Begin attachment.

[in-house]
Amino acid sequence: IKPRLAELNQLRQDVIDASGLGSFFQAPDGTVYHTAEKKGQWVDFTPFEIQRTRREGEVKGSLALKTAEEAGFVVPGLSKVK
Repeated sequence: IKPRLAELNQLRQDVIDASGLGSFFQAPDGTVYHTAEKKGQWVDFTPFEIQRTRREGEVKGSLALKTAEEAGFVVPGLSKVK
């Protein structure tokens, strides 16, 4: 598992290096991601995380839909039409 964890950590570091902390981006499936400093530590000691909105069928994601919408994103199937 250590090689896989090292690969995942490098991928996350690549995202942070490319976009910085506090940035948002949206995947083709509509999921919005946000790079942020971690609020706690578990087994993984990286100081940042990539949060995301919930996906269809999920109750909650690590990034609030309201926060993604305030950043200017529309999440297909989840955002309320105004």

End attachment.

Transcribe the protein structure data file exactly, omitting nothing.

[in-house]
Amino acid sequence: IKPRLAELNQLRQDVIDASGLGSFFQAPDGTVYHTAEKKGQWVDFTPFEIQRTRREGEVKGSLALKTAEEAGFVVPGLSKVK
Repeated sequence: IKPRLAELNQLRQDVIDASGLGSFFQAPDGTVYHTAEKKGQWVDFTPFEIQRTRREGEVKGSLALKTAEEAGFVVPGLSKVK
């Protein structure tokens, strides 16, 4: 598992290096991601995380839909039409 964890950590570091902390981006499936400093530590000691909105069928994601919408994103199937 250590090689896989090292690969995942490098991928996350690549995202942070490319976009910085506090940035948002949206995947083709509509999921919005946000790079942020971690609020706690578990087994993984990286100081940042990539949060995301919930996906269809999920109750909650690590990034609030309201926060993604305030950043200017529309999440297909989840955002309320105004």